As the '60s Summer of Love came to an end, it looked like everything that the hippies stood for was all but a pipe dream. No matter how many people tried to protest for peace, the war in Vietnam was still raging like a forest fire, along with the rest of the world going on about the more violent aspects of society. The world was shifting to the dark side, and rock was about to get its own teeth back as well.
Around the same time that the counterculture was starting to die out, bands came out brandishing their more hard edged version of rock and roll, based on blues and folding into the heavy metal scene as well. Though these might be pretty easy to spot these days, these are the few albums that can leave even the contemporary rock fan shellshocked.
While some of these have singles that have been played into the ground more than you'd like to admit, these records transcended what it meant to be a hard rock band, ushering in new aesthetics as well as new techniques that no one had ever heard of before. The days of bright and sunshine-y rock and roll was a thing of the past, and it was about time that rock decided to grow into its shoes a little bit more.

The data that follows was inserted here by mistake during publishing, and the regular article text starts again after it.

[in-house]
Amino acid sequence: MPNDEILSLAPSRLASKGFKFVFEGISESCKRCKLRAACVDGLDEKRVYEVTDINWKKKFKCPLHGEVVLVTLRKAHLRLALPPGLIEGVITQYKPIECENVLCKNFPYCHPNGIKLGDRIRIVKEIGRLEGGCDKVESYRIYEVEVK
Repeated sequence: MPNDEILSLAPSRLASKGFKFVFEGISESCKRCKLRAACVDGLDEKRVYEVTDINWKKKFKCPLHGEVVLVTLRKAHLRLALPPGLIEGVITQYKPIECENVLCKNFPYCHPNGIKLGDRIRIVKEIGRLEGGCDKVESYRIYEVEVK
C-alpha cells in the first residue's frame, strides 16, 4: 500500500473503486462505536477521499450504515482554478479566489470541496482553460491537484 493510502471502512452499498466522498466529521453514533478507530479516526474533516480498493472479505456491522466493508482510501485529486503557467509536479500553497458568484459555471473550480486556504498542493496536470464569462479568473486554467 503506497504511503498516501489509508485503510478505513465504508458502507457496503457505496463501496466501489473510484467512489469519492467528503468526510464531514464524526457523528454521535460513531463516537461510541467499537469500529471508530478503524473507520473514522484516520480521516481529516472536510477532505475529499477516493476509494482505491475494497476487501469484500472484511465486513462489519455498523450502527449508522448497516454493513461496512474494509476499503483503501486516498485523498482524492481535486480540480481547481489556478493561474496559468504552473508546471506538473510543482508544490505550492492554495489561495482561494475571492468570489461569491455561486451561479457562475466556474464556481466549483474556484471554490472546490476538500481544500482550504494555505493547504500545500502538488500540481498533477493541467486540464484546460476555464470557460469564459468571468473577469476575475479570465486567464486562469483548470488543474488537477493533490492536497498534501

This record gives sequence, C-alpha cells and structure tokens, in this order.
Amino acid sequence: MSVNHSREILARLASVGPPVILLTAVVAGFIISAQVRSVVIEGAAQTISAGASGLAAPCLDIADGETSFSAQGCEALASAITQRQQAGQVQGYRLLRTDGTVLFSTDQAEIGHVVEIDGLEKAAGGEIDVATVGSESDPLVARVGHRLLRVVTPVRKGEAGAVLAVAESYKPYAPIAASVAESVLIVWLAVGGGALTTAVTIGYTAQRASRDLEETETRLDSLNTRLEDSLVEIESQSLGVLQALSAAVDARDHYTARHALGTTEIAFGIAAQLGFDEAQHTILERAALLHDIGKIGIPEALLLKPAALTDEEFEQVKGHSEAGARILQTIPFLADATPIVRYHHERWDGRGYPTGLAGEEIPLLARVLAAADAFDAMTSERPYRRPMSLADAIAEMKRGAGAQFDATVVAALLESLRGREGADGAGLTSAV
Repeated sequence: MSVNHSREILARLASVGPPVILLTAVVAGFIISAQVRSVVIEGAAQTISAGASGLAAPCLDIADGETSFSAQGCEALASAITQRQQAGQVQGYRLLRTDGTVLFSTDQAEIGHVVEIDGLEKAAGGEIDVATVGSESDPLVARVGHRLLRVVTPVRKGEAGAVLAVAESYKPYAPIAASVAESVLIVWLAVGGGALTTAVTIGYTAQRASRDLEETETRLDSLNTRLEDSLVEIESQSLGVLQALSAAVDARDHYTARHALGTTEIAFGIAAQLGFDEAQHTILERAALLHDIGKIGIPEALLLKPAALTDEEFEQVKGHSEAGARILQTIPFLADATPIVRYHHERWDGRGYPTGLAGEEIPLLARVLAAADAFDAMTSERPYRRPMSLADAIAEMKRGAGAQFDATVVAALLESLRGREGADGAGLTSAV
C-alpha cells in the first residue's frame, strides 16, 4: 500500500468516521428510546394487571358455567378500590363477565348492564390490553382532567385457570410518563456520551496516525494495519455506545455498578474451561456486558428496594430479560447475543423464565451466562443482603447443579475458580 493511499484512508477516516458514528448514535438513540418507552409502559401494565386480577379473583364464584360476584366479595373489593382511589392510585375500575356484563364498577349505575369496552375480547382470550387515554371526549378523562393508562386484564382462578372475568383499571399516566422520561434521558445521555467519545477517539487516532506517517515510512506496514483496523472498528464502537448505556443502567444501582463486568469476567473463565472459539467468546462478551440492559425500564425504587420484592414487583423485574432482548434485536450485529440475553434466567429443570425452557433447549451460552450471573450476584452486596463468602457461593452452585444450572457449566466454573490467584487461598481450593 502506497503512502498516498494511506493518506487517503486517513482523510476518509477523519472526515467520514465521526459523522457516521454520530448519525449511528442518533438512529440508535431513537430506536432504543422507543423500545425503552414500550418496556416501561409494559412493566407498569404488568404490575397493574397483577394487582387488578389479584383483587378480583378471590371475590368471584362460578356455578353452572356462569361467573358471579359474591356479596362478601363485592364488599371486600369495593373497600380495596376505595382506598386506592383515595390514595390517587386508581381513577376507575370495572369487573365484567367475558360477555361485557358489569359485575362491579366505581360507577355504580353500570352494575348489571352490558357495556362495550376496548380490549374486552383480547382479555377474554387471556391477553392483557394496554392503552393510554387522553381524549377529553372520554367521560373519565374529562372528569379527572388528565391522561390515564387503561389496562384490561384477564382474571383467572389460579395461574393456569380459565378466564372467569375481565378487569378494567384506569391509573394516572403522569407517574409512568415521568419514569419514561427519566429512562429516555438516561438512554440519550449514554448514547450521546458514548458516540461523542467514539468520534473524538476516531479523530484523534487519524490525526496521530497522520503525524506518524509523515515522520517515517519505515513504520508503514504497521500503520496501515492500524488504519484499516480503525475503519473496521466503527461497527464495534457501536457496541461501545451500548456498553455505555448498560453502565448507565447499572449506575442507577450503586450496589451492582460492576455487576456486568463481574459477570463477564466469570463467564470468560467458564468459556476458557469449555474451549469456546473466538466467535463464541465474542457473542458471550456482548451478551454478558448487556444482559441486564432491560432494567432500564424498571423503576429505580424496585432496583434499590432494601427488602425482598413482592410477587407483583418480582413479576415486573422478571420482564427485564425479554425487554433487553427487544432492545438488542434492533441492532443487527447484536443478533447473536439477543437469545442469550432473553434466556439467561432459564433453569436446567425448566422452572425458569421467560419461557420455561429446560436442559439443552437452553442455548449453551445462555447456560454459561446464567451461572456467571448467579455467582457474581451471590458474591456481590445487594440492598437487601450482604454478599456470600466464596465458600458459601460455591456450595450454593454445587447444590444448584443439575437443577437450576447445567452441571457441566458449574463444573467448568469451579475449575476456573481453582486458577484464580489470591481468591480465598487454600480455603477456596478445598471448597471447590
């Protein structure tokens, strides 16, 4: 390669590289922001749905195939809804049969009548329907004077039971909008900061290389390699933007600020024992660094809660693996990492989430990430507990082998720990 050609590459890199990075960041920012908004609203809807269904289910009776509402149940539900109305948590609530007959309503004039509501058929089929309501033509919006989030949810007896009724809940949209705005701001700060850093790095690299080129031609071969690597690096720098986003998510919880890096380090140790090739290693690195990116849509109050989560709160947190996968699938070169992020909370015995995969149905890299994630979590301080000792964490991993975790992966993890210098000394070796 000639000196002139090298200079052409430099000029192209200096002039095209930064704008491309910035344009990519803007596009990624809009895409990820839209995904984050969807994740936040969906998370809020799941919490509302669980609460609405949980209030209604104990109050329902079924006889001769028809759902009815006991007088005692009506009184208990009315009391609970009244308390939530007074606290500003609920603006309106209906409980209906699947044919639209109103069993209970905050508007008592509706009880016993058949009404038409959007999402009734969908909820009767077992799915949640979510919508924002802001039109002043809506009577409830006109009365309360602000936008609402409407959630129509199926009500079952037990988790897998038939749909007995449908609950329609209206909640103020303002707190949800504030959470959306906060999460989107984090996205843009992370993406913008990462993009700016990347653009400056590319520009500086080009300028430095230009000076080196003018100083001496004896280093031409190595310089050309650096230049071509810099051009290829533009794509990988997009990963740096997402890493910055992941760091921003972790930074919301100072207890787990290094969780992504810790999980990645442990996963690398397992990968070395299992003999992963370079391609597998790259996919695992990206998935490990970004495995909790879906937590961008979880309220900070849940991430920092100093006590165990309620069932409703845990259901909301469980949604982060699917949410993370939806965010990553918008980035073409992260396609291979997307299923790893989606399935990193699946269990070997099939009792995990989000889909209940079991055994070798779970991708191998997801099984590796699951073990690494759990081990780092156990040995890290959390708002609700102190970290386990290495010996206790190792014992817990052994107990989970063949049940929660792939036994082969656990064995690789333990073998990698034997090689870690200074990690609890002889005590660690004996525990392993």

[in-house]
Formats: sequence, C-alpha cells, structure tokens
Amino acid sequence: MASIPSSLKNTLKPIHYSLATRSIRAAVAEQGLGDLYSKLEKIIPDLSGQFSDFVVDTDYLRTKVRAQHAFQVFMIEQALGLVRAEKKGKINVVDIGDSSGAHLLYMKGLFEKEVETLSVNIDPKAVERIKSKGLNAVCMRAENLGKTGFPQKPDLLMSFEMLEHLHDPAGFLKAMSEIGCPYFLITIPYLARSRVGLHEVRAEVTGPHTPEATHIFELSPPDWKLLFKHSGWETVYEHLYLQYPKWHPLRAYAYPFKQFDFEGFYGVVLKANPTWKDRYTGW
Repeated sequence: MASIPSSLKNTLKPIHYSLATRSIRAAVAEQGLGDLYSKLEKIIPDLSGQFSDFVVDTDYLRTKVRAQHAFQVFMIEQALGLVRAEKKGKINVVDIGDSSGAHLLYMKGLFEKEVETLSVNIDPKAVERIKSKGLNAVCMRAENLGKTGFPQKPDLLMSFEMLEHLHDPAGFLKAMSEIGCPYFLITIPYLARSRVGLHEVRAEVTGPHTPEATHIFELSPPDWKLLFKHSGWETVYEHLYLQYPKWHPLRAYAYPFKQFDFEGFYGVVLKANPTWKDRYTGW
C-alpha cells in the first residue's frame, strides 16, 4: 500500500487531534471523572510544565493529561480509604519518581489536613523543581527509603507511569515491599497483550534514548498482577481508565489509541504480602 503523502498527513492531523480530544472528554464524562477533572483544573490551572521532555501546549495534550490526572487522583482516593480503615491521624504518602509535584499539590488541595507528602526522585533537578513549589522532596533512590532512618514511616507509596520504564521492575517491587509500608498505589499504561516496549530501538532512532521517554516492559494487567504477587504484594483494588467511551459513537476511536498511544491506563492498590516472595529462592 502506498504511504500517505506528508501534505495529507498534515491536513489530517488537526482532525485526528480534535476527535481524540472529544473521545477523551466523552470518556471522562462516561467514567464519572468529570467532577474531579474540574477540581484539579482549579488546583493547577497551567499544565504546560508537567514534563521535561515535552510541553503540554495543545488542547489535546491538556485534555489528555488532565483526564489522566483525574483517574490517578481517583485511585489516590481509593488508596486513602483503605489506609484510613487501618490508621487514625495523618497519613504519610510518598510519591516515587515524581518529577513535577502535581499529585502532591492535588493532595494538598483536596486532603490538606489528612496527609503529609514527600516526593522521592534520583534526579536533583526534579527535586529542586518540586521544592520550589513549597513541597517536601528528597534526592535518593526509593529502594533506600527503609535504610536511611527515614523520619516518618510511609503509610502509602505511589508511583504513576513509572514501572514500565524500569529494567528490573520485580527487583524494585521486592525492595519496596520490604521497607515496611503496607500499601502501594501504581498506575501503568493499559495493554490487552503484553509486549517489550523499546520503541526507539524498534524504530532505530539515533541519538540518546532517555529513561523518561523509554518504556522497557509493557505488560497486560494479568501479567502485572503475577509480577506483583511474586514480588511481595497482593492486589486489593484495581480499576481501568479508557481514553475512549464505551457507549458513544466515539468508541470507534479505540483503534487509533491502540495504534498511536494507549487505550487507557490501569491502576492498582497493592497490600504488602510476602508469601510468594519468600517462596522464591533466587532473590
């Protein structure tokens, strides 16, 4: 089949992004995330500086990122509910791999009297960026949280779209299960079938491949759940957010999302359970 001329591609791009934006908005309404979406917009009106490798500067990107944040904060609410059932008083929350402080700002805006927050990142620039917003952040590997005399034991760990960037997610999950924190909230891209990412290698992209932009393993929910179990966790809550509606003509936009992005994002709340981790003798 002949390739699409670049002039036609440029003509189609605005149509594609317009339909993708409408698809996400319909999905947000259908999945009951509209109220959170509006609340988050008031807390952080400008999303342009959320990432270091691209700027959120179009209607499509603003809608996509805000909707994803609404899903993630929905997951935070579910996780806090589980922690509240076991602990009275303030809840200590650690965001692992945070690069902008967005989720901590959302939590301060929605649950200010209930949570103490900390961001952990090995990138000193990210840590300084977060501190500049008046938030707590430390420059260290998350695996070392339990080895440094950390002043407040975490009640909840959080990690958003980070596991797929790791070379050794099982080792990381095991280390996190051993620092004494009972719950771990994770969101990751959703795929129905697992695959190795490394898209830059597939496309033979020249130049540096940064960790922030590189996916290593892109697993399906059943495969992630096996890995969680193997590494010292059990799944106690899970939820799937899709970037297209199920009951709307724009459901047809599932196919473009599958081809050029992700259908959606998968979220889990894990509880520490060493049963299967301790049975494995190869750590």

10. Hybrid Theory - Linkin Park
If the music industry played by the rules, there's a good chance that nu metal probably didn't have much of a life past the late '90s. In the wake of the massive disaster that happened with Limp Bizkit's appearance at Woodstock 1999, this felt like it was bound to become the kind of music only listened to by jocks complaining about nothing. There was an introspective side amid the jocks though, and 5 guys from California tapped on the wound with their first record.
Despite having the trappings of what you would normally find in nu metal, Linkin Park gave us the best of both worlds by bringing together Mike Shinoda's rapping with Chester Bennington's voice, having the perfect foil to bounce verses off of. That idea of Hybrid in the title isn't a mistake either, with each song sounding like it's trying to invent its own blend of genres, like the insecurity going on in Papercut or the closest thing to a ballad that they had at the time with In the End.
These songs never pulled any of their punches either, laying into themselves and the world around them about how teenagers get stepped on far too often and how you're on the verge of exploding at any given moment. You can call songs like Crawling dated if you wanted to, but this was far from the kind of cringe that Staind and Limp Bizkit were putting out at the time. This was the sound of pure angst, and it's hiding just underneath your skin.